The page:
Long ago the idea of patenting seeds would have sounded ridiculous to the average person, not from the aspect of this being scientifically impossible but from a moral standpoint. Nobody would have believed that governments would allow corporations to have that much control over nature. Things and times have radically changed since then and now several companies have put their signature stamps on seeds.
The control of seeds and other natural resources is a step in the direction of total control. Patient, organized, calculating individuals made long term plans to slowly take away people’s freedoms. These plans are designed to be carried out over several lifetimes. Elites of today were handed the mantle of deception by their elders and they in turn will pass it on to their offspring. In each generation they attempt to deprive people of a particular freedom. The current generation is born into a world without experiencing the liberties of the previous generation and as a result many of them consider it the norm. Totalitarianism will result if they are not stopped.
Who are they? Greedy corporations, governments and old money bloodlines.
In a totalitarian world the consumer will not own anything. Instead, consumers will be granted rights to use products in a certain way.
Restricted use after purchasing currently happens in the agriculture and technology industries. Consumers have been sued for modifying their mobile phones and video game consoles and farmers have been sued for growing patented seeds without signing a contract.
If biotechnology companies achieve total domination of the agricultural industry the next step will be for them to focus all efforts on patenting humans.
Monsanto Canada Inc. v. Percy Schmeiser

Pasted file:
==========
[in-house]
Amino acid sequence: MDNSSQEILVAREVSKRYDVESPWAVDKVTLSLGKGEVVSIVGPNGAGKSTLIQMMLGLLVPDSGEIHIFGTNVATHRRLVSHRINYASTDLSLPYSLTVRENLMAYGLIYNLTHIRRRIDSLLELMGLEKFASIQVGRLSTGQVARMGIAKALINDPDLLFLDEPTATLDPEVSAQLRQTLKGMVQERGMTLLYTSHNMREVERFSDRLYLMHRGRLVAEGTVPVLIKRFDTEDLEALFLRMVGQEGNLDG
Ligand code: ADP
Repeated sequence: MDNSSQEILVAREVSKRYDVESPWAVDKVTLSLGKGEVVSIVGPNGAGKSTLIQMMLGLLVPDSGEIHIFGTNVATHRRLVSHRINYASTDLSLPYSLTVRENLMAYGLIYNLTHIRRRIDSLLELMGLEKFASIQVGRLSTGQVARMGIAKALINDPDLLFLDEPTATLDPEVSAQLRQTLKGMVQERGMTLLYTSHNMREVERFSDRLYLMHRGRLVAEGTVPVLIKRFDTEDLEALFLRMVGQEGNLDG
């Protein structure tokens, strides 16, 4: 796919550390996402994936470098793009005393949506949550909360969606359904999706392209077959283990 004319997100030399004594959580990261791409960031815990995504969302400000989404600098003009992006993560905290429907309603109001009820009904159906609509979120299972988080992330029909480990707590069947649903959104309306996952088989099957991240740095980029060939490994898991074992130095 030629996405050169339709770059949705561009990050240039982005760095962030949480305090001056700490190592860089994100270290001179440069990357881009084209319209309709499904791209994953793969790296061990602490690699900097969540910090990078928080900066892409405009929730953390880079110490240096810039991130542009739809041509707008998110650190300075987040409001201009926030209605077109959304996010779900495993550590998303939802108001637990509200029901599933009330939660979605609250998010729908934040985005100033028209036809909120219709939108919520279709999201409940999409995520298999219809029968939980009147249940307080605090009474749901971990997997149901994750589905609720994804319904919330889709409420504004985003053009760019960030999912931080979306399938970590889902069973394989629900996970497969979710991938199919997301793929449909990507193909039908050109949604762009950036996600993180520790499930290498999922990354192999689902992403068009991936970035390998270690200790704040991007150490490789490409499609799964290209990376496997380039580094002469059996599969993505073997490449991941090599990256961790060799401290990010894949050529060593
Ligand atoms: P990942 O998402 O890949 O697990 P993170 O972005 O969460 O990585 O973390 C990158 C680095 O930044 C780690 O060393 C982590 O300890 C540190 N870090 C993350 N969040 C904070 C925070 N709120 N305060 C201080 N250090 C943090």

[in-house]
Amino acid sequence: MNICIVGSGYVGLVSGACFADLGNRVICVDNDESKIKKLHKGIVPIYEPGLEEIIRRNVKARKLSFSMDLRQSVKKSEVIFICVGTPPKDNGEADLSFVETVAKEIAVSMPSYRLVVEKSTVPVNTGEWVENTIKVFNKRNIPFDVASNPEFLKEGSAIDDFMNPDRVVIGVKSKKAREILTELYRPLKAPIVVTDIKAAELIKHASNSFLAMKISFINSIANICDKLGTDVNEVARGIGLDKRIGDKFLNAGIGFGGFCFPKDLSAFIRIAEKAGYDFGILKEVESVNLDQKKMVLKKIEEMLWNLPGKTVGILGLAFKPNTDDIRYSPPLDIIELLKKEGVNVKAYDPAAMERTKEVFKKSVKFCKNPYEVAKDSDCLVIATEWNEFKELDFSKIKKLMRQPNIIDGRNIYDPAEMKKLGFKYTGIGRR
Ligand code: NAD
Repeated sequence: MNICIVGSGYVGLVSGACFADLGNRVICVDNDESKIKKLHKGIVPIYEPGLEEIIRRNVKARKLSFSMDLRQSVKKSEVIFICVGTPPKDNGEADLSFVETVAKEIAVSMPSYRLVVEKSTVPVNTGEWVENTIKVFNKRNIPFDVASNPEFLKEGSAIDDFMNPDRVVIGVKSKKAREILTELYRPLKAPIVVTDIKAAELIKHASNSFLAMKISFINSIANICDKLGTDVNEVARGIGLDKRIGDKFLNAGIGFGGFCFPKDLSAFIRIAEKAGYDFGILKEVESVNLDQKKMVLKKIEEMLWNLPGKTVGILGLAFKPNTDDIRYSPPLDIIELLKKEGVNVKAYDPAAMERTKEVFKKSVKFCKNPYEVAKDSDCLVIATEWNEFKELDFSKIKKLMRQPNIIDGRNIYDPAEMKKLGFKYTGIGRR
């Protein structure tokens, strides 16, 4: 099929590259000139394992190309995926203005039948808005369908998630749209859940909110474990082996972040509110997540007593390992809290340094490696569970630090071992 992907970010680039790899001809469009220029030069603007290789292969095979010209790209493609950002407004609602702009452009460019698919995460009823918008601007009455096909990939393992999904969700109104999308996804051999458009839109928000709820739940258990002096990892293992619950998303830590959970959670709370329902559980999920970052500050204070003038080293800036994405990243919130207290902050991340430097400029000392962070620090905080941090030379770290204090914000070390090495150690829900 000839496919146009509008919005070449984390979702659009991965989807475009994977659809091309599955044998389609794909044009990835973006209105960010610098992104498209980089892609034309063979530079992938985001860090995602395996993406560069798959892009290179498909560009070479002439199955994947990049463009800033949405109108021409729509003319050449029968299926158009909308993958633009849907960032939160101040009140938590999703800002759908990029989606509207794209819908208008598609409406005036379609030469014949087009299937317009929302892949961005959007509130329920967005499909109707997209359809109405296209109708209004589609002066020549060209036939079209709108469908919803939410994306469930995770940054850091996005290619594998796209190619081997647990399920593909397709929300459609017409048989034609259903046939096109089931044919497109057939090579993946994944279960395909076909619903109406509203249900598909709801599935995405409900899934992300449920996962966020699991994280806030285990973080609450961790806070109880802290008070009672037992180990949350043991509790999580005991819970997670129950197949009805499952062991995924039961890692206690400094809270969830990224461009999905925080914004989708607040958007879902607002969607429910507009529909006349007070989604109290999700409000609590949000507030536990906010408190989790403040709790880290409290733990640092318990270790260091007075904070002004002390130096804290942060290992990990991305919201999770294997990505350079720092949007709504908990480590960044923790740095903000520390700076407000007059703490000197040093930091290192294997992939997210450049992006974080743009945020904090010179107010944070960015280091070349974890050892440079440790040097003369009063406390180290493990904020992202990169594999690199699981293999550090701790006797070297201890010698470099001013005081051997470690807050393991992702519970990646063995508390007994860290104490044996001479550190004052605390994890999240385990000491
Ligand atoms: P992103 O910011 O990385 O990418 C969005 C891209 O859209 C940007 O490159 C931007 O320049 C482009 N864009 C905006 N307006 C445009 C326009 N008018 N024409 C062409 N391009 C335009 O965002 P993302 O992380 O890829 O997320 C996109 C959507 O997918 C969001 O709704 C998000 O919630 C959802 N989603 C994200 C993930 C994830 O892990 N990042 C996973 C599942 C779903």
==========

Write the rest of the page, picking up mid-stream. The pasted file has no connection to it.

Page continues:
The case of Monsanto Canada Inc. v. Percy Schmeiser started when Percy Schmeiser, a canola farmer sprayed an area of weeds with roundup herbicide and discovered that after the weeds had dried up a few canola crops remained unaffected.
The discovery prompted him to perform a test in which he sprayed three acres of his canola field with the roundup herbicide. After the spraying he noticed that 60% of the canola survived. Schmeiser separated the herbicide resistant variety from the organic and cultivated them separately. In 1998 Monsanto discovered that he was cultivating the crop and requested that he sign a license agreement to their patents and pay an annual fee. His refusal resulted in the biotech company taking him to court and winning.
Important things to note in the case is that the farmer was not sued for the crop that accidentally found its way on the farm but for the intentional cultivation after his discovery.
The canola In the case of Monsanto Canada Inc. v. Percy Schmeiser had been modified to be resistant to glyphosate, a main ingredient in Monsanto’s roundup herbicide. When crops are modified to be resistant to a herbicide farmers can spray the entire field indiscriminately. Farmers who use the genetically modified canola are required to sign an agreement prohibiting the saving of seeds, which means they have to buy new seeds every year.